Having it’s debut trailer at the Super Bowl was always a smart move, it’s one of the biggest prime time slots for advertising all year. Announcing it was going to be released immediately after the game was genius. Each subsequent release managed to have a smaller time scale between announcement and release, so making the jump from two months (already insanely short) all the way to around 4 hours is insane. In the days that followed, it came to light that the actors themselves weren’t even aware of the deal until the morning of its announcement, in an effort to try and still surprise the world. While the reaction to it has been pretty negative since release (Including my own), there’s no denying it was another masterstroke of advertising and building hype. With such little time until its release, it was firmly in people minds and not going anywhere. A cynical person may say the studio knew it would receive negative reviews and that Netflix was a more guaranteed bankroll success, but Abrams dismissed this and said the studio found the concept of releasing it online immediately “fun”. Whatever the real reason, ‘The Cloverfield Paradox’ still managed to shock us all, despite everyone knowing of its existence.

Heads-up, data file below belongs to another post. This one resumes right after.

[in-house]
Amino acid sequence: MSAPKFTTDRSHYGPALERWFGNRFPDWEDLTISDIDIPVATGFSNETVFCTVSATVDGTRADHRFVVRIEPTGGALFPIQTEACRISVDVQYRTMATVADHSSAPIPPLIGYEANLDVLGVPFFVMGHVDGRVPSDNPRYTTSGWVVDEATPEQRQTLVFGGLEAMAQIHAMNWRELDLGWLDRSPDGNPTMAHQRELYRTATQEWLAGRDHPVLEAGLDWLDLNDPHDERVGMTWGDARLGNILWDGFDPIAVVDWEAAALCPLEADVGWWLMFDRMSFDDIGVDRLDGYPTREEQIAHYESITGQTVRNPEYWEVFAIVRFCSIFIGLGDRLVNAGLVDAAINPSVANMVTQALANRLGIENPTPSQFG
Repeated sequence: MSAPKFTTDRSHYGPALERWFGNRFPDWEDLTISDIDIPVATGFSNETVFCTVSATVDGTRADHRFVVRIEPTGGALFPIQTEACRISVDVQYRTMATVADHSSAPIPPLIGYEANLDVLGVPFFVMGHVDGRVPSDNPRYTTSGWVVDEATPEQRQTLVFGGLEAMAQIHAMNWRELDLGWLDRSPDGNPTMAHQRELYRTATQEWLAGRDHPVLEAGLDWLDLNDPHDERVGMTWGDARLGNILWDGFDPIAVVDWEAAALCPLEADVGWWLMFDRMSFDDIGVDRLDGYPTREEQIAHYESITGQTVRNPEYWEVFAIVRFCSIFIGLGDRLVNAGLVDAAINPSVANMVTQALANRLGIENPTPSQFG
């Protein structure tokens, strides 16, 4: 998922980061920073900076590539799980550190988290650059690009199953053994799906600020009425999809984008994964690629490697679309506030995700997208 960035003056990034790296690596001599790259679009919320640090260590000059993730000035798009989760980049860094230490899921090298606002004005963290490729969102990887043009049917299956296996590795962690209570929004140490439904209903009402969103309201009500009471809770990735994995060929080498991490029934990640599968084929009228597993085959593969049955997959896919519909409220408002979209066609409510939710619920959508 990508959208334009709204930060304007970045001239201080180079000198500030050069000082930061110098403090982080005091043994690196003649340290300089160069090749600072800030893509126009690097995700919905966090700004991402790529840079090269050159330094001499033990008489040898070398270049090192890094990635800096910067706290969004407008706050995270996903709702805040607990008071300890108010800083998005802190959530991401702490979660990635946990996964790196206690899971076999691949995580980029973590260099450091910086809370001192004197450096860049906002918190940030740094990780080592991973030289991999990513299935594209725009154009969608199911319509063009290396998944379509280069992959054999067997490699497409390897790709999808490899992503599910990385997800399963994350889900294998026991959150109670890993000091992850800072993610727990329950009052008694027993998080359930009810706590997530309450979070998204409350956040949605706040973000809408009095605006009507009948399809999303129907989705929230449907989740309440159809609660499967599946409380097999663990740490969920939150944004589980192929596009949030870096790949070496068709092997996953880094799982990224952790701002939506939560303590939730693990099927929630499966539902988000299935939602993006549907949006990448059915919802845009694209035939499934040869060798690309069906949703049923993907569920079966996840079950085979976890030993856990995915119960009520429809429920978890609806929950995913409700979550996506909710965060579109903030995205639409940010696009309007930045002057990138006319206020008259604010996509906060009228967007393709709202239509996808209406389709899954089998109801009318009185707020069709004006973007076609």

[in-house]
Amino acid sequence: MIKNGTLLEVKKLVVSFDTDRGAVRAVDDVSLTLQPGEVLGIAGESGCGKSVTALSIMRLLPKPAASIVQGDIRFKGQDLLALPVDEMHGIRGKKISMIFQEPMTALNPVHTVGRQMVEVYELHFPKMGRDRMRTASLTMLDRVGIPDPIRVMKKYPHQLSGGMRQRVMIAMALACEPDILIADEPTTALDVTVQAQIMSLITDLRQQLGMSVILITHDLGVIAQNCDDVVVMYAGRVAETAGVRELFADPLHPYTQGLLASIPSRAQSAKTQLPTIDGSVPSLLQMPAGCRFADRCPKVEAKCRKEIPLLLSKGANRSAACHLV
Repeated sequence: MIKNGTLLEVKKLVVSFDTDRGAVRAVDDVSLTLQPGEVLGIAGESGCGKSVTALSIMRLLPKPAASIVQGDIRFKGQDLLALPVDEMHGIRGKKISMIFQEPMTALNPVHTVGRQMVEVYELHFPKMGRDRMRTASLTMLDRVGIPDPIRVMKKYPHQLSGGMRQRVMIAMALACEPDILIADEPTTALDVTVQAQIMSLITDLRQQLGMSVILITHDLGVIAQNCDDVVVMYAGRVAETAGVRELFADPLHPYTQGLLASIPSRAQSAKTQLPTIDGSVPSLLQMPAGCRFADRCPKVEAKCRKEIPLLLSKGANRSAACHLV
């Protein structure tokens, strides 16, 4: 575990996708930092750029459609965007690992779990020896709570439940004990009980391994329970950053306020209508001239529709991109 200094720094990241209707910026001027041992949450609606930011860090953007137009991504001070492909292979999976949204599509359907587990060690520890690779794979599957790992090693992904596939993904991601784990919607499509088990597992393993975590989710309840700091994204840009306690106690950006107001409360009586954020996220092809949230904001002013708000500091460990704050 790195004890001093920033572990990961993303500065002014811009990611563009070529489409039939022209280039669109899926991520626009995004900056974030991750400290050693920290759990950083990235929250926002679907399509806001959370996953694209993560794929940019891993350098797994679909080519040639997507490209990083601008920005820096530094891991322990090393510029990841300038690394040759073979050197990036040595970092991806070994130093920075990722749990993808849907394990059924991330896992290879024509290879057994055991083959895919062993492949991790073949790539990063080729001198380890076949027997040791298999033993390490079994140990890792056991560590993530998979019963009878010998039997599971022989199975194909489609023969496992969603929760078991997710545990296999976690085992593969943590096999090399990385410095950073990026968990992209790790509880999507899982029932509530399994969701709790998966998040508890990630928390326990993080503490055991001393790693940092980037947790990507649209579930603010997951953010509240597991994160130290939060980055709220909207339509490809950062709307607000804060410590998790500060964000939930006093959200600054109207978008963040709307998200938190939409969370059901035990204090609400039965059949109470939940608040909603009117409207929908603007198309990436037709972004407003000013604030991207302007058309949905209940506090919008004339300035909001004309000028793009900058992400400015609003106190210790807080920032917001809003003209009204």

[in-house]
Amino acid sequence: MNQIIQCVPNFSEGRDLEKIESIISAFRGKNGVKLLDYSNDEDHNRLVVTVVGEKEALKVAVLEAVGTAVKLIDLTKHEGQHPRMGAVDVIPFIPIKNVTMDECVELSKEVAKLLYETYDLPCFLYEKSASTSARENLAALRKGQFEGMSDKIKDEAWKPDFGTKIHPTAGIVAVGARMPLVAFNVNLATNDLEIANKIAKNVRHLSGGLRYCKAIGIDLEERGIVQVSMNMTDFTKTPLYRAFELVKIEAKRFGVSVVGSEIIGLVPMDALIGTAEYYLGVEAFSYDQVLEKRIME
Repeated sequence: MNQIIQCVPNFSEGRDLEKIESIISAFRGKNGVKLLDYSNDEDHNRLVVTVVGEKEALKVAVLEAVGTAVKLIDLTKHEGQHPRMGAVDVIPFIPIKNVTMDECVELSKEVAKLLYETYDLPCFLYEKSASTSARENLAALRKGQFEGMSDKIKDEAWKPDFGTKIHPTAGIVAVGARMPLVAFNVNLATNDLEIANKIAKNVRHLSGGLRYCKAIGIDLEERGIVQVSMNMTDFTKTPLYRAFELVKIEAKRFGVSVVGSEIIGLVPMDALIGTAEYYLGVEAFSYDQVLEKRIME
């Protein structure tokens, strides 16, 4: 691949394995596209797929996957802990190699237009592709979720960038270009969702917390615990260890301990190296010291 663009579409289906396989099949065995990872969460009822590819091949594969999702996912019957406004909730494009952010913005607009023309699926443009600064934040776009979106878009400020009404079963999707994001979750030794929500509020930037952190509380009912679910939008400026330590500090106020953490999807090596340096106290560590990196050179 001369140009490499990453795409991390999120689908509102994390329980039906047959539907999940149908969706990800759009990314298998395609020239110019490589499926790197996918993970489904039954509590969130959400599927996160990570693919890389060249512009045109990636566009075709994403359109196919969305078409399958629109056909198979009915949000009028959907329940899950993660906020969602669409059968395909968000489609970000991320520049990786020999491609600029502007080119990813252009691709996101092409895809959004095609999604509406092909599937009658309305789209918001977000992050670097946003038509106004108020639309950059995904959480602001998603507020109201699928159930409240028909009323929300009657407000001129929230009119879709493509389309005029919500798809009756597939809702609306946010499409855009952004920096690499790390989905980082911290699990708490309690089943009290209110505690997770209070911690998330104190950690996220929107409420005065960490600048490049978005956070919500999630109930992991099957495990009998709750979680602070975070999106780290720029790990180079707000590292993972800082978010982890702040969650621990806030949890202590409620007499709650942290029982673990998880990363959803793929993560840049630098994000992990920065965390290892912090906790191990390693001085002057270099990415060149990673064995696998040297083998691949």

It’s unclear what state the next film (‘Overlord’) is going to be released in. Perhaps Netflix own the rights to that too, or maybe they’ll go back to a theatrical release, right now there’s no definitive answer. I personally can’t see it going back to the big screen, as Netflix is such a bankable investment on new projects that something with this much of a following will peak interest without fail. Looking at it from a business venture, negative reviews haven’t stopped other Netflix films such as ‘Bright’ or ‘The Ridiculous Six’ from gaining audiences and earning more money in the rights to own it compared to a typical cinematic release. Perhaps Netflix could have yet another selling point with owning any new ‘Cloverfield’ films and releasing them with no prior warnings and let the internet forums do the advertising for them. If you look at the length of time between each initial announcement and release, we went from six months down to two followed by a mere four hours. If the pattern is to be followed for their next release, an instant release wouldn’t be so bizarre and would keep up with the element of mystery and surprise the series has become renowned for. We could be looking at a future instalment being released under the disguise of another title all together and only when the first few audience members emerge from the screening, word of the deception will spread. There are countless ideas for future release and the marketing team probably have the next few already lined up. Despite a really poor third instalment, the next ‘Cloverfield’ film will still be met with excitement and interest on the basis of how well and uniquely the marketing has been handled on three separate occasions. By going against the normality of a typical pre-release schedule of a big film, ‘Cloverfield’ has cemented itself in cinematic history and I can’t wait to see how they handle their next few releases.